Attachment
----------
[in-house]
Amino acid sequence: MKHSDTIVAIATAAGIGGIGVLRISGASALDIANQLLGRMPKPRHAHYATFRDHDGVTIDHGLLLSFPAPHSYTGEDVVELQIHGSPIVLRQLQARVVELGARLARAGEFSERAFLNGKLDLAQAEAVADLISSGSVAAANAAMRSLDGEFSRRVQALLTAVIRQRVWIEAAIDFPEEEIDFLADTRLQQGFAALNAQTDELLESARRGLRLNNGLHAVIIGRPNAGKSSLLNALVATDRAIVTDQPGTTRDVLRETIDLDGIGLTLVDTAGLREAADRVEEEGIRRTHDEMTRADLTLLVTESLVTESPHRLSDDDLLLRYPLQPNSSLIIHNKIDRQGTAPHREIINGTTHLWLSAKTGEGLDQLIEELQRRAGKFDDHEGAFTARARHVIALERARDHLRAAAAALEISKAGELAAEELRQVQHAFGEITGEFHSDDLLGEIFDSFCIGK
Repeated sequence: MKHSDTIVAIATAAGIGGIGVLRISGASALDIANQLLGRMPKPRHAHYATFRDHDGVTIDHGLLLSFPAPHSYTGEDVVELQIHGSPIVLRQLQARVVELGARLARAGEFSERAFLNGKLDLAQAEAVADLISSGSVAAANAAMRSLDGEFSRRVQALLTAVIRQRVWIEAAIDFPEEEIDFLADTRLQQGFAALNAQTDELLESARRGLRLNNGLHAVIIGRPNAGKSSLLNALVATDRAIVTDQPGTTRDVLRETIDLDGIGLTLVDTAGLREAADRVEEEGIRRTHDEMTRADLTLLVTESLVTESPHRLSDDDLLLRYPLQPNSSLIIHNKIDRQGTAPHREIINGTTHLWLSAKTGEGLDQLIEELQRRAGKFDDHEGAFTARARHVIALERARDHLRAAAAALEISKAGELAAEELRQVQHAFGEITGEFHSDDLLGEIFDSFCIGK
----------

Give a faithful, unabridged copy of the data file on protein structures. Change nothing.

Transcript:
[in-house]
Amino acid sequence: MKHSDTIVAIATAAGIGGIGVLRISGASALDIANQLLGRMPKPRHAHYATFRDHDGVTIDHGLLLSFPAPHSYTGEDVVELQIHGSPIVLRQLQARVVELGARLARAGEFSERAFLNGKLDLAQAEAVADLISSGSVAAANAAMRSLDGEFSRRVQALLTAVIRQRVWIEAAIDFPEEEIDFLADTRLQQGFAALNAQTDELLESARRGLRLNNGLHAVIIGRPNAGKSSLLNALVATDRAIVTDQPGTTRDVLRETIDLDGIGLTLVDTAGLREAADRVEEEGIRRTHDEMTRADLTLLVTESLVTESPHRLSDDDLLLRYPLQPNSSLIIHNKIDRQGTAPHREIINGTTHLWLSAKTGEGLDQLIEELQRRAGKFDDHEGAFTARARHVIALERARDHLRAAAAALEISKAGELAAEELRQVQHAFGEITGEFHSDDLLGEIFDSFCIGK
Repeated sequence: MKHSDTIVAIATAAGIGGIGVLRISGASALDIANQLLGRMPKPRHAHYATFRDHDGVTIDHGLLLSFPAPHSYTGEDVVELQIHGSPIVLRQLQARVVELGARLARAGEFSERAFLNGKLDLAQAEAVADLISSGSVAAANAAMRSLDGEFSRRVQALLTAVIRQRVWIEAAIDFPEEEIDFLADTRLQQGFAALNAQTDELLESARRGLRLNNGLHAVIIGRPNAGKSSLLNALVATDRAIVTDQPGTTRDVLRETIDLDGIGLTLVDTAGLREAADRVEEEGIRRTHDEMTRADLTLLVTESLVTESPHRLSDDDLLLRYPLQPNSSLIIHNKIDRQGTAPHREIINGTTHLWLSAKTGEGLDQLIEELQRRAGKFDDHEGAFTARARHVIALERARDHLRAAAAALEISKAGELAAEELRQVQHAFGEITGEFHSDDLLGEIFDSFCIGK